Energy policy — nuclear: The Japanese disaster played a role in Powertech’s decision to put their Weld County ‘Centennial Project’ on hold

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From the Fort Collins Coloradoan (Bobby Magill):

The company plans to focus all its efforts on getting its Dewey-Burdock uranium mine permitted and producing uranium in South Dakota before moving ahead with the Centennial Project, Powertech USA President Richard Clement said…

Powertech plans to mine uranium there and at Dewey-Burdock using a process called in situ leaching, requiring the company to inject a baking soda-like solution into the ground, dissolve the uranium ore and pump it out as a liquid. “Dewey-Burdock is the most advanced project the company has, therefore, we’re concentrating our efforts on Dewey-Burdock to get permitted,” Clement said. “Especially in the post-tsunami financial environment, we need to concentrate our efforts as much as any other company.”

The March 11 Tohoku earthquake in Japan and nuclear meltdown at the Fukushima Dai-ichi nuclear power plant that followed sent uranium prices plummeting. Just before the earthquake, uranium prices had topped out around $75. By Tuesday, the price had dropped to $55.25, according to TradeTech, a Denver-based uranium market analysis firm. “This is about as bad a story as you can imagine for the U.S. nuclear power industry,” said Charles Mason, True Chair of energy economics in the economics and finance department at the University of Wyoming, who is writing a book about uranium exploration and its impacts. “It certainly is bad news.”[…]

Dewey-Burdock, planned for South Dakota’s Black Hills on the Wyoming border west of Wind Cave National Park, is in the middle of a complex U.S. Nuclear Regulatory Comm-ission permitting process. NRC spokesman David McIntyre said he expects the Dewey-Burdock permitting process to be complete by mid-2012 unless federal budget cuts affect the agency. The future of Centennial is “going to be dependent upon what the results are going to be and how fast we get operating at Dewey-Burdock,” Clement said. Uranium production at Dewey-Burdock will generate enough cash flow to help finance Centennial, he said…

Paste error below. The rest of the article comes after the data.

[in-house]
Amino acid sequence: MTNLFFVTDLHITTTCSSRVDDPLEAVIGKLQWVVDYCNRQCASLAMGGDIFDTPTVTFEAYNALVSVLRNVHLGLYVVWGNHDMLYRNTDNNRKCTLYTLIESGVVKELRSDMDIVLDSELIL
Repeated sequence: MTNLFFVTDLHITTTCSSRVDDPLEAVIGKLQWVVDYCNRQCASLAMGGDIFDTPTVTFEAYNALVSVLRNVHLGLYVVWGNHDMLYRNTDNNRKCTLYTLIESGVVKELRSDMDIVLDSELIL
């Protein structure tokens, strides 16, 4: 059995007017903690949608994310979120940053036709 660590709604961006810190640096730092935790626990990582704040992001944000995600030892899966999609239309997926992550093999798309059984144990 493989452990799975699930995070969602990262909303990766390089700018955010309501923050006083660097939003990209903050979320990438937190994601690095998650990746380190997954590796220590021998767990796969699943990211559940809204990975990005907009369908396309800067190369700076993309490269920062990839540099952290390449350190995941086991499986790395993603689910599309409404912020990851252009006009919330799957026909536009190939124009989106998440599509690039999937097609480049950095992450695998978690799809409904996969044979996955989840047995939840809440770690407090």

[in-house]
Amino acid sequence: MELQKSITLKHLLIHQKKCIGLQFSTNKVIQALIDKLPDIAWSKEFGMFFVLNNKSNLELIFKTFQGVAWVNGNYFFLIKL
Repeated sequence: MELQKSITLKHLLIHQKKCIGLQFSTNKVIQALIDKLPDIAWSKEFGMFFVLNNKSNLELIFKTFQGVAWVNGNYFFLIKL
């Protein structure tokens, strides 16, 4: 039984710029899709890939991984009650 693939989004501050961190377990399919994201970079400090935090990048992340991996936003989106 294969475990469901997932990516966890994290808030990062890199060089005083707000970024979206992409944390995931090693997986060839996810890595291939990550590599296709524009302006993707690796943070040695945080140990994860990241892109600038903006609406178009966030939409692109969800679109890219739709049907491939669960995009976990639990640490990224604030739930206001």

Powertech’s report also says a new Colorado law requiring complete cleanup of the groundwater at Centennial could affect the project’s profitability. For now, Powertech will continue with Centennial’s state and federal permits already in process, but the company will wait to pursue any additional required permits, Clement said.

From the Associated Press via the The Greeley Tribune:

The Coloradoan in Fort Collins reports that Powertech Uranium Corp. plans to focus on getting permits for a mine in South Dakota before moving forward with the proposed mine near the town of Nunn. Powertech USA President Richard Clement said Wednesday that the company will concentrate on the Dewey Burdock project near Edgemont, S.D., because it is further along. Clement says Powertech will move forward in Colorado only when the mine in southwestern South Dakota starts producing.

From Windsor Now! (Bill Jackson):

The Canadian company announced earlier this week it was putting its plans to mine uranium in northern Weld on hold indefinitely and would focus its efforts on a mining project in South Dakota. The effects of the Japanese nuclear disaster played a part in that decision, company officials said…

Weld County Commissioner Dave Long, who represents that area of the county, said while the decision in the short term is good for residents in the area, “it still doesn’t resolve the cloud that remains over them on the long term” concerning their quality of water. Although the county was asked to take a stance one way or another on the proposal, Long said it could not because it would have to conduct the permitting process for the proposal and a resolution either way would have presented many legal problems.

Jay Davis, who lives about 8 miles northwest of Nunn, is a member of two groups that oppose the project. “There are a lot of people who are pretty excited right now,” Davis said. But he, too, is concerned about the future. “I think what this shows is the volatile market (for uranium) and that’s subject to change overnight,” he said. He noted that when the uranium market crashed in the 1980s, it stayed that way for nearly 30 years before rebounding and that could happen again.

More nuclear coverage here and here.

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